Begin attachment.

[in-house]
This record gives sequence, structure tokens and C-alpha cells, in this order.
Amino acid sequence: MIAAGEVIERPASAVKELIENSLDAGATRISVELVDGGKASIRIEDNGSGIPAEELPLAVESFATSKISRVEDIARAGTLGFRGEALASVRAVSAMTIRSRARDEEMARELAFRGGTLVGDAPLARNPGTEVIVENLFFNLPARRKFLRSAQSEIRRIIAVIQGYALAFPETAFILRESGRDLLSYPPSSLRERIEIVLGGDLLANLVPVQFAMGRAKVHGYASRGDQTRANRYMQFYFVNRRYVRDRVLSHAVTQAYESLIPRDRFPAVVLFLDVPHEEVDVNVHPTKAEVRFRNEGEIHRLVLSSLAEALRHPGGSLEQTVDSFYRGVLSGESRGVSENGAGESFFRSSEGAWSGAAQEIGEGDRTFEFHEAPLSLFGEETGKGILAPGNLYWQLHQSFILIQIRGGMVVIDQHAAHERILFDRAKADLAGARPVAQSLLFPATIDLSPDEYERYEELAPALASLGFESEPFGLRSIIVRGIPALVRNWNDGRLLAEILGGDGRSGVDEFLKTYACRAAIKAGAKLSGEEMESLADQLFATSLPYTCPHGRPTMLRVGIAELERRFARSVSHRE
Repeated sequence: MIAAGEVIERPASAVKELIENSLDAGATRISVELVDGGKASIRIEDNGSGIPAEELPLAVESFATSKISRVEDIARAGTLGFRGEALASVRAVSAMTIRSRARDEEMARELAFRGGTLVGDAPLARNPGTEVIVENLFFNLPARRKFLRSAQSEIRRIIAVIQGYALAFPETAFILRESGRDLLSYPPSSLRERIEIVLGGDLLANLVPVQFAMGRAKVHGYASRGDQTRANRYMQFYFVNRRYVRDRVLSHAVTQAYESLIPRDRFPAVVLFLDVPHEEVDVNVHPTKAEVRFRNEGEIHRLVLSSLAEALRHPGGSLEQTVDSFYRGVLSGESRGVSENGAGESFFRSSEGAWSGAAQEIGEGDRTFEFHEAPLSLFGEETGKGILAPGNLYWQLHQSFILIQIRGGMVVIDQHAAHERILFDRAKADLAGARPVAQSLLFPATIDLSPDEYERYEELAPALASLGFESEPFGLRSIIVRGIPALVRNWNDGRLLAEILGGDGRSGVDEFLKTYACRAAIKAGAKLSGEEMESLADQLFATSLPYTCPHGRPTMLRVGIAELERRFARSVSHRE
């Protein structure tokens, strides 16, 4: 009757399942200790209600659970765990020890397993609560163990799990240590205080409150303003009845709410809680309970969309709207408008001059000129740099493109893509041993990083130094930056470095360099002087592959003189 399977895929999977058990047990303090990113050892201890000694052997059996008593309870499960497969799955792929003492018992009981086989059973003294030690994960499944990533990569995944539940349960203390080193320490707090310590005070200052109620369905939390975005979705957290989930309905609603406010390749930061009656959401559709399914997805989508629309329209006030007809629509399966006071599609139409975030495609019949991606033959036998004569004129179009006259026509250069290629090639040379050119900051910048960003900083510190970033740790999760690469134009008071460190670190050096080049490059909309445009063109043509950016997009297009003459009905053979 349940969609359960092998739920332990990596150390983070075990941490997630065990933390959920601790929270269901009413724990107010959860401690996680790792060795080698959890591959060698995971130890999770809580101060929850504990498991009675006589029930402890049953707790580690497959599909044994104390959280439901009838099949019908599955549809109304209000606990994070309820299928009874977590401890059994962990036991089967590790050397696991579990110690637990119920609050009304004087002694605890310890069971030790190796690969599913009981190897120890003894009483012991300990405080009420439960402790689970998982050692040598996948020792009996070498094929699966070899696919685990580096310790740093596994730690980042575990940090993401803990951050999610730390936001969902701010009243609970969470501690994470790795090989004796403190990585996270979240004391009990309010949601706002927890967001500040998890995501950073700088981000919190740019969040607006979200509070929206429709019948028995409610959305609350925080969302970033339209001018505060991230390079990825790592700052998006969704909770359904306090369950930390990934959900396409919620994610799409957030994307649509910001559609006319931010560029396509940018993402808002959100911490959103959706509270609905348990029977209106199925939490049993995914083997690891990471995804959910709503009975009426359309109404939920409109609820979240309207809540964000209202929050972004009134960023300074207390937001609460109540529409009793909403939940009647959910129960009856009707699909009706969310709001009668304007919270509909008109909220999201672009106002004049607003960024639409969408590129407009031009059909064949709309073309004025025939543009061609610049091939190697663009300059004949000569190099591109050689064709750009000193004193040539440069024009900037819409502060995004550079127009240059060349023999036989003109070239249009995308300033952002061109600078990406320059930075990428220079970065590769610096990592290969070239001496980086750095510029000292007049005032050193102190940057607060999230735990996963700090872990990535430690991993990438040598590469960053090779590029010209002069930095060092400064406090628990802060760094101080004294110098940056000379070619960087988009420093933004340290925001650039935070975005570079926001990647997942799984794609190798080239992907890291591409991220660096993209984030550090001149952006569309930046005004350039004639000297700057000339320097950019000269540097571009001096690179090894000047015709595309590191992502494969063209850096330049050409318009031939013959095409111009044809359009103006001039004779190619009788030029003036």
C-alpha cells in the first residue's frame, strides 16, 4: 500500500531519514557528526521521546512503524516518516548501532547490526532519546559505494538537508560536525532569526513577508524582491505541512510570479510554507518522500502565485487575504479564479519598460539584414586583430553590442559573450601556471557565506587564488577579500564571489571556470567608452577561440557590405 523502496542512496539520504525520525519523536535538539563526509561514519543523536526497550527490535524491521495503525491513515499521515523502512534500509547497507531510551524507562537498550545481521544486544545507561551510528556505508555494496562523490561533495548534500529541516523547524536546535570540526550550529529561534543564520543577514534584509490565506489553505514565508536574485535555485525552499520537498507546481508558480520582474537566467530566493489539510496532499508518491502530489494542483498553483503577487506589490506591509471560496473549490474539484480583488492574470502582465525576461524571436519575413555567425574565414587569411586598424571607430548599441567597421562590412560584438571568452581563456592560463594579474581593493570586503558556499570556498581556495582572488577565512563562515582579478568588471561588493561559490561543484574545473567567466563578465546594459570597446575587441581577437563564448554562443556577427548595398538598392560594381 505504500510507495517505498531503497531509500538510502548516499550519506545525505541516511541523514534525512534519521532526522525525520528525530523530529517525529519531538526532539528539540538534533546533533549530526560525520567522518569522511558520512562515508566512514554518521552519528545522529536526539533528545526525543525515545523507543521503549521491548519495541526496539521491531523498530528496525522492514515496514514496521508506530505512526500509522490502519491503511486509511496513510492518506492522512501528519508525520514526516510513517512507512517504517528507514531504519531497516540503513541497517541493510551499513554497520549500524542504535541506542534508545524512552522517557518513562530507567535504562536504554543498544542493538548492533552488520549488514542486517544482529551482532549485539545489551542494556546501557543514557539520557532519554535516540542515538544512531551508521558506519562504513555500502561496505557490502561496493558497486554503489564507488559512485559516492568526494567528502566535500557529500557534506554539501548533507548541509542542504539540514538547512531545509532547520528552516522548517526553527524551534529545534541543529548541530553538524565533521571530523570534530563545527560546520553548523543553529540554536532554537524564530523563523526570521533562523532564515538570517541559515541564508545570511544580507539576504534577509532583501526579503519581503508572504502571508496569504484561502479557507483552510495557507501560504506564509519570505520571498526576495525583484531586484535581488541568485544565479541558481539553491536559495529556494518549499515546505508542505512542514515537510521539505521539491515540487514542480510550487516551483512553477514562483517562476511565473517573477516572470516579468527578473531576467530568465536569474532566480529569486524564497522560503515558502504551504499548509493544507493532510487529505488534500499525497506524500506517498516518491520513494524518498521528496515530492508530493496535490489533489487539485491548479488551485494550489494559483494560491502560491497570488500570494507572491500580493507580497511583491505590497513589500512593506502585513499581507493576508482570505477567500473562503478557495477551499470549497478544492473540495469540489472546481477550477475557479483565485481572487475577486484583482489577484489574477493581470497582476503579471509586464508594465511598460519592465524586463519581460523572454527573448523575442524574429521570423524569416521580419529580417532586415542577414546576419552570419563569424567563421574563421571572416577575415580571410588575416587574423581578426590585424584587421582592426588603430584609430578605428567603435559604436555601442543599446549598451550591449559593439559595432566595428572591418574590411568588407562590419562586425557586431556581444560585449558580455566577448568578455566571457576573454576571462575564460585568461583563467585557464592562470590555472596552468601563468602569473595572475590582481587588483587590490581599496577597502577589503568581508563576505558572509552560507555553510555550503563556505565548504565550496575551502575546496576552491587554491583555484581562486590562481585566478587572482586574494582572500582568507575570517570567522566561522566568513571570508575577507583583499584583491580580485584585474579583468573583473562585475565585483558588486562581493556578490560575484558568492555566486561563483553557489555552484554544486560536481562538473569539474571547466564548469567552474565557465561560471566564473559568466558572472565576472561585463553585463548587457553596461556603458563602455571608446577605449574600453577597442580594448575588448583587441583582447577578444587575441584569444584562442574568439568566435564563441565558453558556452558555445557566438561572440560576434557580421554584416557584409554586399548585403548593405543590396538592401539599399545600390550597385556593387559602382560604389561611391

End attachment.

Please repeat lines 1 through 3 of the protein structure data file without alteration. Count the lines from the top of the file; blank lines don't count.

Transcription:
[in-house]
This record gives sequence, structure tokens and C-alpha cells, in this order.
Amino acid sequence: MIAAGEVIERPASAVKELIENSLDAGATRISVELVDGGKASIRIEDNGSGIPAEELPLAVESFATSKISRVEDIARAGTLGFRGEALASVRAVSAMTIRSRARDEEMARELAFRGGTLVGDAPLARNPGTEVIVENLFFNLPARRKFLRSAQSEIRRIIAVIQGYALAFPETAFILRESGRDLLSYPPSSLRERIEIVLGGDLLANLVPVQFAMGRAKVHGYASRGDQTRANRYMQFYFVNRRYVRDRVLSHAVTQAYESLIPRDRFPAVVLFLDVPHEEVDVNVHPTKAEVRFRNEGEIHRLVLSSLAEALRHPGGSLEQTVDSFYRGVLSGESRGVSENGAGESFFRSSEGAWSGAAQEIGEGDRTFEFHEAPLSLFGEETGKGILAPGNLYWQLHQSFILIQIRGGMVVIDQHAAHERILFDRAKADLAGARPVAQSLLFPATIDLSPDEYERYEELAPALASLGFESEPFGLRSIIVRGIPALVRNWNDGRLLAEILGGDGRSGVDEFLKTYACRAAIKAGAKLSGEEMESLADQLFATSLPYTCPHGRPTMLRVGIAELERRFARSVSHRE